David, the patriarch of the family I was living with (and a friend of a family friend), was old school. A plainclothes policeman with the London Underground who palpably disliked the French for their poor showing in WWII (and who inexplicably was a huge ABBA fan), David wanted me to leave England with an appreciation of the rich history of local English pubs.
We would wash down bangers and mash (that is Queen's English for sausage and potatoes) with a pint of cool (not cold) English bitter, and he would tell me how, traditionally, each village brewed ale that was unique to the contours of its geography, using local grains fermented by wild yeast, and consumed within walking distance of the source; a difficult concept to wrap your head around when you are used to roaming grocery store shelves lined with the same beer in store after store. He explained that hardworking Britons drank ales specific to a season - heavier, darker ales, like Porter, during colder months, and lighter ales, like Pale Ale, during warmer months. He explained that the silly looking cone shaped structures, visible all throughout the English countryside, were called oast houses.
I also had the opportunity to sneak off to Dublin and Amsterdam during my semester abroad and visit the Guinness an Heineken breweries. In the years since, I have toured a number of craft breweries (which are admittedly far less industrial and far more interesting), but seeing the process of beermaking in those beer "factories," from raw grain to the bottling line, was informative.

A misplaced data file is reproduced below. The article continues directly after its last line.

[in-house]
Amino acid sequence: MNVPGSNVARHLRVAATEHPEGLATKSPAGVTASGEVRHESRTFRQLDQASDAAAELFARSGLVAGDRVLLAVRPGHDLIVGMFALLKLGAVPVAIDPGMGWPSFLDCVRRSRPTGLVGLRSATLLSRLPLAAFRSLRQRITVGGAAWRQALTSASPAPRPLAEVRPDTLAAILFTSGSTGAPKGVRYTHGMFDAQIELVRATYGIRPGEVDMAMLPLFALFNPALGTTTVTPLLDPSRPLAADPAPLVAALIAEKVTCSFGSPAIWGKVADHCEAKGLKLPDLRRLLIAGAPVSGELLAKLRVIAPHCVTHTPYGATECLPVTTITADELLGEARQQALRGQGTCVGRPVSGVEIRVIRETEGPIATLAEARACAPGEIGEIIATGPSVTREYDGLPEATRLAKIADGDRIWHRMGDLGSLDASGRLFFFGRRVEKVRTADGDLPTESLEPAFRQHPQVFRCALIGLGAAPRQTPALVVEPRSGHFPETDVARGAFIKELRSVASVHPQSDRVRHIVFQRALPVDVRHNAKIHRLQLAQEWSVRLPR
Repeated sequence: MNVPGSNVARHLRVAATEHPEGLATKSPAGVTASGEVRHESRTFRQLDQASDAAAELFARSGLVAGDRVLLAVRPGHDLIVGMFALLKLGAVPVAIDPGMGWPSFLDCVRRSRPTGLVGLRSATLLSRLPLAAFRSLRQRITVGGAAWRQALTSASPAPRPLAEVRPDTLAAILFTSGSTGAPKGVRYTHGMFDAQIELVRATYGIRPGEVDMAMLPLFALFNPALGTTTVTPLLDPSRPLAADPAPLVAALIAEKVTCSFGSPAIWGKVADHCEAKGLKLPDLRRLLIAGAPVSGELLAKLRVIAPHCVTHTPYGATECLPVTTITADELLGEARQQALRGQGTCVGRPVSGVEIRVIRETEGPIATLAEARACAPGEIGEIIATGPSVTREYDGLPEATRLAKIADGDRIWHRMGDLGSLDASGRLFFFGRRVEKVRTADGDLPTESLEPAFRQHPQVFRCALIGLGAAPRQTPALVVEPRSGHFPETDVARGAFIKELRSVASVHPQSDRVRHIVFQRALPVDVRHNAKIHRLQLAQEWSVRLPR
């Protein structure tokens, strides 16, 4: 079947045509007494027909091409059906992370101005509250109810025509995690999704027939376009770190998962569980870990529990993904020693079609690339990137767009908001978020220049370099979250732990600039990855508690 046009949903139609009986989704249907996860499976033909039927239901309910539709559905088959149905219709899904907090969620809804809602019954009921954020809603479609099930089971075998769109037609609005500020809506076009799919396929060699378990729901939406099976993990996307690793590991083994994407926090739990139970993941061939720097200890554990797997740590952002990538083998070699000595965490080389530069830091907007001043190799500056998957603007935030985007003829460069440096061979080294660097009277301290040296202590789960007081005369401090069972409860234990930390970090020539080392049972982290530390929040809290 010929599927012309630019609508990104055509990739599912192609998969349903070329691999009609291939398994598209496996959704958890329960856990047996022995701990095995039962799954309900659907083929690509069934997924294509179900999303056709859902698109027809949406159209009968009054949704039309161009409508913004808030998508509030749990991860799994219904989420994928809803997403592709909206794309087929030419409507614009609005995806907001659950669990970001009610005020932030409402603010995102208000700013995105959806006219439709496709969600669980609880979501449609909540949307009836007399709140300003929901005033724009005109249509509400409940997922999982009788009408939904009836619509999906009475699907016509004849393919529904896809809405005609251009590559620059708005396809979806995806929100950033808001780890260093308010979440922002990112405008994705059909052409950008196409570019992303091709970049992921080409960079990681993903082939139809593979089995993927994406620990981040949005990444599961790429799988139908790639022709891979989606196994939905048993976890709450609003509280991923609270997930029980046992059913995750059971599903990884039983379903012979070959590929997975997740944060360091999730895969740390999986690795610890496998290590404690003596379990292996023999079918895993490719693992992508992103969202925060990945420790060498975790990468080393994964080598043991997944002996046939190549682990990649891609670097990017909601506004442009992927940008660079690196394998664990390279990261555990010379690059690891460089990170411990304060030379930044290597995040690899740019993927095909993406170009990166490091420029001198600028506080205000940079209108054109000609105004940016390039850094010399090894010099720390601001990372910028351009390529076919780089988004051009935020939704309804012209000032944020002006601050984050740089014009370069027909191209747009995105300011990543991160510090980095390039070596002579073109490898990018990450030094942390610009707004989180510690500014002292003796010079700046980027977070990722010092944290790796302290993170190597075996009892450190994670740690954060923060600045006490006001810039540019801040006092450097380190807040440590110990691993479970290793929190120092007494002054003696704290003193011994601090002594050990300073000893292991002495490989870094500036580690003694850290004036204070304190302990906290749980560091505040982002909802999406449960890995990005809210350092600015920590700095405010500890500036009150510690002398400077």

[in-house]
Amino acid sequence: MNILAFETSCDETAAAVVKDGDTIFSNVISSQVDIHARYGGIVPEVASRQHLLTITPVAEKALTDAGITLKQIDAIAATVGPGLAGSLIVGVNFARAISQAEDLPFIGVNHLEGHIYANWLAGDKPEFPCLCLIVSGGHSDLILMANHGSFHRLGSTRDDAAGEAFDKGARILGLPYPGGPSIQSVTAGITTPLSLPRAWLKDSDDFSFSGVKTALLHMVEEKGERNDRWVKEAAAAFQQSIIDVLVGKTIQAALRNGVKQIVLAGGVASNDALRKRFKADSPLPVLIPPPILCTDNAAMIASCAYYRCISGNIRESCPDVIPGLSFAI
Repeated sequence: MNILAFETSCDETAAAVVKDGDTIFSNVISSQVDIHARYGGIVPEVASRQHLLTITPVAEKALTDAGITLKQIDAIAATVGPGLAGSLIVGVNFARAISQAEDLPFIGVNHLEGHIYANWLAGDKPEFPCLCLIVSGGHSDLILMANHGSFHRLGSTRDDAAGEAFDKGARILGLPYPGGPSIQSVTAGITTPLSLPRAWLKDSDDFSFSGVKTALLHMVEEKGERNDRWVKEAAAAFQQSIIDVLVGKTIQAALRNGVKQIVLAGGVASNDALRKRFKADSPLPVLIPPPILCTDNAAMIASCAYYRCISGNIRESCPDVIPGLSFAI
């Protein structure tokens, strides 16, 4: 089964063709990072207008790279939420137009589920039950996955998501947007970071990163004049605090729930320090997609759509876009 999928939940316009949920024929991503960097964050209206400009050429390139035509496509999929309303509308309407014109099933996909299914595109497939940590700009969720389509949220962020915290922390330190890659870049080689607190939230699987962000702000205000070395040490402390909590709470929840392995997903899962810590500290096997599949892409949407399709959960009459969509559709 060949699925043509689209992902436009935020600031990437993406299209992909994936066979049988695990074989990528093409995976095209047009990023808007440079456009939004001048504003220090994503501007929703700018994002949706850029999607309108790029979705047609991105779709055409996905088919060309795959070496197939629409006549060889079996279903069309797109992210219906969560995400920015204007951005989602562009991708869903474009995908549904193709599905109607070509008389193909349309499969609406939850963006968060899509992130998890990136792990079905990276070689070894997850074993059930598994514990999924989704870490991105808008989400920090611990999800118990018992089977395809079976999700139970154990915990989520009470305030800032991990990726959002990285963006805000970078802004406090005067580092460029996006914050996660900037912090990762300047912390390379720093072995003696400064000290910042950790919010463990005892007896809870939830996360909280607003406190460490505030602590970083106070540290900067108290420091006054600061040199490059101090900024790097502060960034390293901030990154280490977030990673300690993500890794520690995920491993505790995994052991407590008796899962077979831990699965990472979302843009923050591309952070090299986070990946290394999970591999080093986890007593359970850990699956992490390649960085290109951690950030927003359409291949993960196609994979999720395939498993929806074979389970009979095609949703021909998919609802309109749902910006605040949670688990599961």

David was by no stretch an expert, but he helped me to see beer
in a different light. I began to think about the connection between the slender stalk of barley and the farmer who cultivated it from the land, the brewer who converted it into malt, and the denizen who quaffed it from his glass.
Since that trip, my relationship with beer has been transformed from one of convenience to one of respect. A grad school pal (thanks Eric) inspired me to begin homebrewing, and my wife, Elena, bought me a brew kit a from a great little shop in Willimantic, Connecticut called Zok's. Whenever I travel, I check to see if there are microbreweries en route, or brewpubs at my destination. I read brewing magazines (Zymurgy), brewing books (Papazian and Palmer), and brewing news (GLBC).
My goal is to use this space to detail my successes and failures in brewing, to share my random thoughts on things beer, and to connect with other like minded (or un-like minded) folks who are passionate about their brew.
NOTE: A foamy thanks to Señor Brew™, whose excellent blog, Noble Square Brewing, was the first brewing blog I followed, and who graciously pointed out my error (the first of many, I'm sure) in misremembering the actual use of oast houses. Does that make British David my Brian McNamee? As Señor points out in his comment below, oast houses are used to dry hops, not grain; and, sparging is a part of the brewing (not drying/kilning) process. Gracias Señor!